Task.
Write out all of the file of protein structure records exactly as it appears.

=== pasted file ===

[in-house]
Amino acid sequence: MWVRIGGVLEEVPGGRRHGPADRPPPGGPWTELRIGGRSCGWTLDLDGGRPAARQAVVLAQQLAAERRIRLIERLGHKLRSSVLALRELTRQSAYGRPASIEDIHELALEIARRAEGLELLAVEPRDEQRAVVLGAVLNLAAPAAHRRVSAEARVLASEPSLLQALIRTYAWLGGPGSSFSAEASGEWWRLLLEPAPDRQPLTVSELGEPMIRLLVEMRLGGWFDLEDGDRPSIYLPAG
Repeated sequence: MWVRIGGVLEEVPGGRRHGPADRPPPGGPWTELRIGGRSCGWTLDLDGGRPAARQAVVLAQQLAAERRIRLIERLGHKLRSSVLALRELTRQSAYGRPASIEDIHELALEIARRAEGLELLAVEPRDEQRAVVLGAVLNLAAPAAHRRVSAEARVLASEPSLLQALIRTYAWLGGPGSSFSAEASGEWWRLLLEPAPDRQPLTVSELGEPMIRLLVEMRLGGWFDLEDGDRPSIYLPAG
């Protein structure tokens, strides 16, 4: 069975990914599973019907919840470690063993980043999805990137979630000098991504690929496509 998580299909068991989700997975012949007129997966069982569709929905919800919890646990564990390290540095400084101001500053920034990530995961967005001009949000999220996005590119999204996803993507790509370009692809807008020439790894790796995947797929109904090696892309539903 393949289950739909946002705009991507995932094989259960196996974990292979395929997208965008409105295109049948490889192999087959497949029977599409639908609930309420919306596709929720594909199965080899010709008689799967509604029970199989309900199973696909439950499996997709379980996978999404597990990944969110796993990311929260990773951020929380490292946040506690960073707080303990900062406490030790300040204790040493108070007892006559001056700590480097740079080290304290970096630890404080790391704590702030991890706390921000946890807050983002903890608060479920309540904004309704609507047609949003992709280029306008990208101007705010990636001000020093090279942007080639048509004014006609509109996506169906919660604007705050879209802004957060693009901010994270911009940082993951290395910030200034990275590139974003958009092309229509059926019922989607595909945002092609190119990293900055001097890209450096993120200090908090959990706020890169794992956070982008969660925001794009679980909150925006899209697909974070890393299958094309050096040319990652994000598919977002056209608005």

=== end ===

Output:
[in-house]
Amino acid sequence: MWVRIGGVLEEVPGGRRHGPADRPPPGGPWTELRIGGRSCGWTLDLDGGRPAARQAVVLAQQLAAERRIRLIERLGHKLRSSVLALRELTRQSAYGRPASIEDIHELALEIARRAEGLELLAVEPRDEQRAVVLGAVLNLAAPAAHRRVSAEARVLASEPSLLQALIRTYAWLGGPGSSFSAEASGEWWRLLLEPAPDRQPLTVSELGEPMIRLLVEMRLGGWFDLEDGDRPSIYLPAG
Repeated sequence: MWVRIGGVLEEVPGGRRHGPADRPPPGGPWTELRIGGRSCGWTLDLDGGRPAARQAVVLAQQLAAERRIRLIERLGHKLRSSVLALRELTRQSAYGRPASIEDIHELALEIARRAEGLELLAVEPRDEQRAVVLGAVLNLAAPAAHRRVSAEARVLASEPSLLQALIRTYAWLGGPGSSFSAEASGEWWRLLLEPAPDRQPLTVSELGEPMIRLLVEMRLGGWFDLEDGDRPSIYLPAG
């Protein structure tokens, strides 16, 4: 069975990914599973019907919840470690063993980043999805990137979630000098991504690929496509 998580299909068991989700997975012949007129997966069982569709929905919800919890646990564990390290540095400084101001500053920034990530995961967005001009949000999220996005590119999204996803993507790509370009692809807008020439790894790796995947797929109904090696892309539903 393949289950739909946002705009991507995932094989259960196996974990292979395929997208965008409105295109049948490889192999087959497949029977599409639908609930309420919306596709929720594909199965080899010709008689799967509604029970199989309900199973696909439950499996997709379980996978999404597990990944969110796993990311929260990773951020929380490292946040506690960073707080303990900062406490030790300040204790040493108070007892006559001056700590480097740079080290304290970096630890404080790391704590702030991890706390921000946890807050983002903890608060479920309540904004309704609507047609949003992709280029306008990208101007705010990636001000020093090279942007080639048509004014006609509109996506169906919660604007705050879209802004957060693009901010994270911009940082993951290395910030200034990275590139974003958009092309229509059926019922989607595909945002092609190119990293900055001097890209450096993120200090908090959990706020890169794992956070982008969660925001794009679980909150925006899209697909974070890393299958094309050096040319990652994000598919977002056209608005």